Gibson also fails to take into account those places where the Church in America is most healthy. While religious orders that have liberalized are grey and dying, those that have taken a traditional path are healthy and growing. Dioceses that adopted the more liberalizing tendencies in the past few decades are having the most trouble while those that are most conservative are among the healthiest. In addition, new converts are coming from Evangelical Protestantism and are invigorating the Church. The post-Vatican II American Catholicism that relies on some vaguely defined "Spirit of Vatican II" that appears nowhere in the Vatican II documents is largely a baby-boomer phenomenon that is destined to die with them.
Gibson closes his book looking towards the future and pinning his dreams on the hope that the successor of Pope John Paul II would finish the job begun at Vatican II, thwart the efforts of those backward traditionalists, and usher in the Church that any Western progressive thinker could respect. How ironic it was that when the great Polish pope did pass on to blessed memory, it was Cardinal Ratzinger - who comes off in the book as the staunchest of all conservative forces - that received the nod as Pope Benedict XVI.
With The Coming Catholic Church, Gibson does a fine job describing the perilous predicament within which the Catholic Church due to both the actions of sexual predators among its priests and the inaction of bishops in removing these monsters from service in the Church. However, by attempting to piggyback a whole list of unrelated issues to the crisis without any supporting evidence, Gibson's efforts come off as motivated more by a desire for his church's social respectability than its adherence to the truth.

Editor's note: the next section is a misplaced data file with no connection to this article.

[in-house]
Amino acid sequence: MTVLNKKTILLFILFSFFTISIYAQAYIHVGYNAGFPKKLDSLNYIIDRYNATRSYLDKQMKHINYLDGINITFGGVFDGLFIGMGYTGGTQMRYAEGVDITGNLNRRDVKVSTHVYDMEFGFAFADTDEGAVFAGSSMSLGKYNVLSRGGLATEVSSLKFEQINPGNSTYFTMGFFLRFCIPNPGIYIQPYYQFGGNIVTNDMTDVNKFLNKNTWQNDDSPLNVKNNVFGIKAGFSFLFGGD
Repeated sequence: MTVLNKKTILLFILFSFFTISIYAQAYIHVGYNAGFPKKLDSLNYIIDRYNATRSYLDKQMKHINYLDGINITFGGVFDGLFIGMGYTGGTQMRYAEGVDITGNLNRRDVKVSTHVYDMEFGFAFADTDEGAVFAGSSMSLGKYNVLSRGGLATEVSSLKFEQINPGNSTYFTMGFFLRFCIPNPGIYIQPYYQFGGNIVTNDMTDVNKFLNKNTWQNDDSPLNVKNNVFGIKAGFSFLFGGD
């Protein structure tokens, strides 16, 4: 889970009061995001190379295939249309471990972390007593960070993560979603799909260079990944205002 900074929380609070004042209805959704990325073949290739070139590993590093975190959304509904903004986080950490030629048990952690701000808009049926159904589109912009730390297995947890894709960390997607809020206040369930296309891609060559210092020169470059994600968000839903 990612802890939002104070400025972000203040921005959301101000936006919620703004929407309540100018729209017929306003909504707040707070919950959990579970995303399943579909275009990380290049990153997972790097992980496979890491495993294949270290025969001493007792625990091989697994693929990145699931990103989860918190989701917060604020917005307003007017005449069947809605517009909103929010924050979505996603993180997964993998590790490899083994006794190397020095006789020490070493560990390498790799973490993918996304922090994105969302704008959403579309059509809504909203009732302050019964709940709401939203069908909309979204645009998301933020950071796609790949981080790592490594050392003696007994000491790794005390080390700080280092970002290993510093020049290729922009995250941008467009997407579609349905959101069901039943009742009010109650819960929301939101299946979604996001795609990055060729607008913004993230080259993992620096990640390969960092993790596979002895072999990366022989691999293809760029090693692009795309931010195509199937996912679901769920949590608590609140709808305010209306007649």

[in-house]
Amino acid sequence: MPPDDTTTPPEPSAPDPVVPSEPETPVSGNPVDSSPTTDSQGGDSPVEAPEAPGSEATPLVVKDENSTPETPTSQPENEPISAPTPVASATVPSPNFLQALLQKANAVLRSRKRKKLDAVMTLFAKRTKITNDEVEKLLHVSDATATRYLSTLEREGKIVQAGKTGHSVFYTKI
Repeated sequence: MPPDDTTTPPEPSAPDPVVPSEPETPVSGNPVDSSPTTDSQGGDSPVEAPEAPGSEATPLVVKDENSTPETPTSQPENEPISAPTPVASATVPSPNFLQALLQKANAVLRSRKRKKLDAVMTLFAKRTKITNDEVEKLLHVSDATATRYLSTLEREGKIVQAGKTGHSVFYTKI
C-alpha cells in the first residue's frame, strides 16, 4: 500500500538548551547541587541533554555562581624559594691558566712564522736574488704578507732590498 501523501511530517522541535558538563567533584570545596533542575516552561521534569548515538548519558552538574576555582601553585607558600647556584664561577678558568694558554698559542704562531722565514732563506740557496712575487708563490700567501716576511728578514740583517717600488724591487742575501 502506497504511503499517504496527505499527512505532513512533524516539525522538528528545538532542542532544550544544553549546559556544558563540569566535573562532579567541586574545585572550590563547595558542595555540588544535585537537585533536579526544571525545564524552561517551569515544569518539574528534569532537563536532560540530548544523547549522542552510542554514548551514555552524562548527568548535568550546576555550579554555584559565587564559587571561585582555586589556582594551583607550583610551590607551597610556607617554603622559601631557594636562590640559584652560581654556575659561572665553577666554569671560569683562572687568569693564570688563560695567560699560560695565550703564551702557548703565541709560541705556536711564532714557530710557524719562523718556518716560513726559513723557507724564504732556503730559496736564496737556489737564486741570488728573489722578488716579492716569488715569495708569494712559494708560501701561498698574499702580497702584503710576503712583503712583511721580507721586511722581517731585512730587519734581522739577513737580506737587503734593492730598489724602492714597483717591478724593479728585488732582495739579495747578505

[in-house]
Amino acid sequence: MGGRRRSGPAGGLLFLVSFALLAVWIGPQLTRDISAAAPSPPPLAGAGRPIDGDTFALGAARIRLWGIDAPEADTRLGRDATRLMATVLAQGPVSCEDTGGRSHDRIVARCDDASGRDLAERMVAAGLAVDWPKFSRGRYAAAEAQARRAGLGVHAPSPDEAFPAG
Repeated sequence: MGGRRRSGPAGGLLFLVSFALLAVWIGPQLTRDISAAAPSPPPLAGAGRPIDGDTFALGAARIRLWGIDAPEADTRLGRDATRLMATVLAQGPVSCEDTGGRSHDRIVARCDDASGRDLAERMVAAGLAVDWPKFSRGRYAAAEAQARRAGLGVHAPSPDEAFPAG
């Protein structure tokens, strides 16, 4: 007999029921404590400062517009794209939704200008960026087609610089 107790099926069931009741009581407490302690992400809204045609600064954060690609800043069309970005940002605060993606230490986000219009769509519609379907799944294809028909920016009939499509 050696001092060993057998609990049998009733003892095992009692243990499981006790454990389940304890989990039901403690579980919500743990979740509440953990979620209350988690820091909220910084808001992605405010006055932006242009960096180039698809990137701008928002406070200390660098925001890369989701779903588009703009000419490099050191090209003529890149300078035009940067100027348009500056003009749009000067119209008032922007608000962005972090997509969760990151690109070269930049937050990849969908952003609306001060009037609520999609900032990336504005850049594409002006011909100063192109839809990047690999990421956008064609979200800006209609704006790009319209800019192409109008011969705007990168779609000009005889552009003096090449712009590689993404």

Very Interesting, very well-written! Mar 19, 2006
David Gibson's book, The Coming Catholic Church, is very interesting and very well written. He is obviously very knowledgable on the subject. I look forward to his next book!
The Coming Catholic Church Dec 20, 2004
I found this book wonderfully thought-provoking. I agree with the author that the church needs change, and he presents the obstacles and challenges we as church will face in the coming years. Should be required reading for the laity in America, as well as our bishops, priests and seminarians.
The John Dominic Crossan of Catholic journalists Sep 5, 2004
Well, let's see. This is a really stupid book [...]It makes me understand why journalists are generally considered to be scum.
For example, the author ridicules Mary Ann Glendon, a perfectly respectable Harvard law professor, celebrated author, and conservative Catholic, while giving a free pass to "Catholics for a Free Choice," a group whose name is a contradiction in terms, kinda like if there were a group called "Cannibals Against the Consumption of Human Flesh."